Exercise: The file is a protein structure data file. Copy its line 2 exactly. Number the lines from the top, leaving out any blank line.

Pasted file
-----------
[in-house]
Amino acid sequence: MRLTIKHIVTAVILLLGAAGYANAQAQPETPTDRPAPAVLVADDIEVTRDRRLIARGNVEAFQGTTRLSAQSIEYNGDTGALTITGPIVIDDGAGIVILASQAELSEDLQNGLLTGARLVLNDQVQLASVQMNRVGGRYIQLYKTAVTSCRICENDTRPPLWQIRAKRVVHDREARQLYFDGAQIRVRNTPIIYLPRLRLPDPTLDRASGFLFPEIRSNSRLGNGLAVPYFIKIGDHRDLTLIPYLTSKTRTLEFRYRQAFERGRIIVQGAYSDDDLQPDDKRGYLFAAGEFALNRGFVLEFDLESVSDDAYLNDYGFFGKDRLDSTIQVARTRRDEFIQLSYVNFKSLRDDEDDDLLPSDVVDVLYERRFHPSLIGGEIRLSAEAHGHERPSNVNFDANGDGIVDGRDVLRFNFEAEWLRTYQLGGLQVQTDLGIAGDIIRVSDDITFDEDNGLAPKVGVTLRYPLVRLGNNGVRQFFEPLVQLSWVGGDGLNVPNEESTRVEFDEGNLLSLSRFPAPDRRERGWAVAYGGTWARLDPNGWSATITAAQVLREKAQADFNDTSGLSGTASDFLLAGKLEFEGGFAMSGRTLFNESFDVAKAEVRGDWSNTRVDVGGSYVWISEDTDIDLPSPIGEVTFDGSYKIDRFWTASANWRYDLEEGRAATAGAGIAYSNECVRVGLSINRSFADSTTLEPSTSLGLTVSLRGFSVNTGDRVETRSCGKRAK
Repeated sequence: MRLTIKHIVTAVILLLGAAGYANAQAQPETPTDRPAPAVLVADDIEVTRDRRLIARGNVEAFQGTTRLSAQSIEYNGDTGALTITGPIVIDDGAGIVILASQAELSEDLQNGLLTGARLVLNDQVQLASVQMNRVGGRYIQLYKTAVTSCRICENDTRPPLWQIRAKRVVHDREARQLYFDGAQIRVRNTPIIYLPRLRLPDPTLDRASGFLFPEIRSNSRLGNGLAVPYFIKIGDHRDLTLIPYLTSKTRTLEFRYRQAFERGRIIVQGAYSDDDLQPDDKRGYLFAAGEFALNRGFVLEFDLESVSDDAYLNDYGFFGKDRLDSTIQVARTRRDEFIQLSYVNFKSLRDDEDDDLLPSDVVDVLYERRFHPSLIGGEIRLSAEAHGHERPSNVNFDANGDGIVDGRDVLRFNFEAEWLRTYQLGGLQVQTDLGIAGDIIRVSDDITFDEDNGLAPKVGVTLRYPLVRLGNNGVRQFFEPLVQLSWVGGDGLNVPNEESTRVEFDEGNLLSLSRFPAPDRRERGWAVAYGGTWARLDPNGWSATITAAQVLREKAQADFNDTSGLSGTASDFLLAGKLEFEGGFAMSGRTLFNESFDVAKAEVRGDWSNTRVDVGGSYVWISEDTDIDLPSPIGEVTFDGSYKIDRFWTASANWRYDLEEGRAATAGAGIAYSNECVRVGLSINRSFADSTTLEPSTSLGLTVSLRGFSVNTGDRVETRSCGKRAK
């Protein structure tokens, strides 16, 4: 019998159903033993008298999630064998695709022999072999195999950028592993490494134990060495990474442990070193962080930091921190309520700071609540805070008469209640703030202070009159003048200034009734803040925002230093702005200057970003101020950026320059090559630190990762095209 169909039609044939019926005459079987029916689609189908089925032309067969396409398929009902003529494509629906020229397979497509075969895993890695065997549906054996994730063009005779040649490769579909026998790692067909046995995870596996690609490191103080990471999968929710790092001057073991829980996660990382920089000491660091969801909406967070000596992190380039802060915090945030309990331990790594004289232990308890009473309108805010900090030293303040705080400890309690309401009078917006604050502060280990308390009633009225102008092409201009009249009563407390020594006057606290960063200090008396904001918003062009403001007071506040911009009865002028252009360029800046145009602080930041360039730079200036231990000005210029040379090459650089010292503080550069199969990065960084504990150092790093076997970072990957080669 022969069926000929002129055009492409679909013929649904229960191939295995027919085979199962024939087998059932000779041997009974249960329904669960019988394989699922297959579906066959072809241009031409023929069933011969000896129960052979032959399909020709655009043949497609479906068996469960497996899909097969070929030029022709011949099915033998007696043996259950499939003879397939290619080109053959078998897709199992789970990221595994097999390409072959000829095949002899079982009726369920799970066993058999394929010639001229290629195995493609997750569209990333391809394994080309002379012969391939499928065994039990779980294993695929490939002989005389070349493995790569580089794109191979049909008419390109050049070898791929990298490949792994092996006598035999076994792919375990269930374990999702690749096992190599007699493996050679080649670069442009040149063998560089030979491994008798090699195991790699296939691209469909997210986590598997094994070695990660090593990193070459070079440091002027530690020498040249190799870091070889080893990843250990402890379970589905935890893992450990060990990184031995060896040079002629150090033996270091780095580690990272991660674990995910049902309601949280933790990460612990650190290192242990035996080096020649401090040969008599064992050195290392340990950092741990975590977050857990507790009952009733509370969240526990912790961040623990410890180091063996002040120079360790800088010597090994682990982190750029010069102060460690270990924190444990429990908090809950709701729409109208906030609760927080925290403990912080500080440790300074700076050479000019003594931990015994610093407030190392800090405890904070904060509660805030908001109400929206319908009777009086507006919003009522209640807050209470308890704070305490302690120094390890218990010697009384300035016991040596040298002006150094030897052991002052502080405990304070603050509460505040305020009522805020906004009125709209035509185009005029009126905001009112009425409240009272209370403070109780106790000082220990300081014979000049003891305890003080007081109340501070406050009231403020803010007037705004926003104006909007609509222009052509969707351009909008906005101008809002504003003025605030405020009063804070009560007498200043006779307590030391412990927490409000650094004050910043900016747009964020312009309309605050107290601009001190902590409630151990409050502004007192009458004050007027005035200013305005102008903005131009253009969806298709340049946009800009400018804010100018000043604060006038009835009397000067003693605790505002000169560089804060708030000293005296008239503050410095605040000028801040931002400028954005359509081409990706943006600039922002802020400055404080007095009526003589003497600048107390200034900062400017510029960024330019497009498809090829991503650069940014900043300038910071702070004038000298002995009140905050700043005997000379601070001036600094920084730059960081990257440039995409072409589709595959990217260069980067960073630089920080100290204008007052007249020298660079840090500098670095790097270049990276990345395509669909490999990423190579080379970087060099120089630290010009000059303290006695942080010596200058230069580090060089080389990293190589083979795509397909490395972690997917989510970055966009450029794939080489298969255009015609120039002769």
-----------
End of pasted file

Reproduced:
Amino acid sequence: MRLTIKHIVTAVILLLGAAGYANAQAQPETPTDRPAPAVLVADDIEVTRDRRLIARGNVEAFQGTTRLSAQSIEYNGDTGALTITGPIVIDDGAGIVILASQAELSEDLQNGLLTGARLVLNDQVQLASVQMNRVGGRYIQLYKTAVTSCRICENDTRPPLWQIRAKRVVHDREARQLYFDGAQIRVRNTPIIYLPRLRLPDPTLDRASGFLFPEIRSNSRLGNGLAVPYFIKIGDHRDLTLIPYLTSKTRTLEFRYRQAFERGRIIVQGAYSDDDLQPDDKRGYLFAAGEFALNRGFVLEFDLESVSDDAYLNDYGFFGKDRLDSTIQVARTRRDEFIQLSYVNFKSLRDDEDDDLLPSDVVDVLYERRFHPSLIGGEIRLSAEAHGHERPSNVNFDANGDGIVDGRDVLRFNFEAEWLRTYQLGGLQVQTDLGIAGDIIRVSDDITFDEDNGLAPKVGVTLRYPLVRLGNNGVRQFFEPLVQLSWVGGDGLNVPNEESTRVEFDEGNLLSLSRFPAPDRRERGWAVAYGGTWARLDPNGWSATITAAQVLREKAQADFNDTSGLSGTASDFLLAGKLEFEGGFAMSGRTLFNESFDVAKAEVRGDWSNTRVDVGGSYVWISEDTDIDLPSPIGEVTFDGSYKIDRFWTASANWRYDLEEGRAATAGAGIAYSNECVRVGLSINRSFADSTTLEPSTSLGLTVSLRGFSVNTGDRVETRSCGKRAK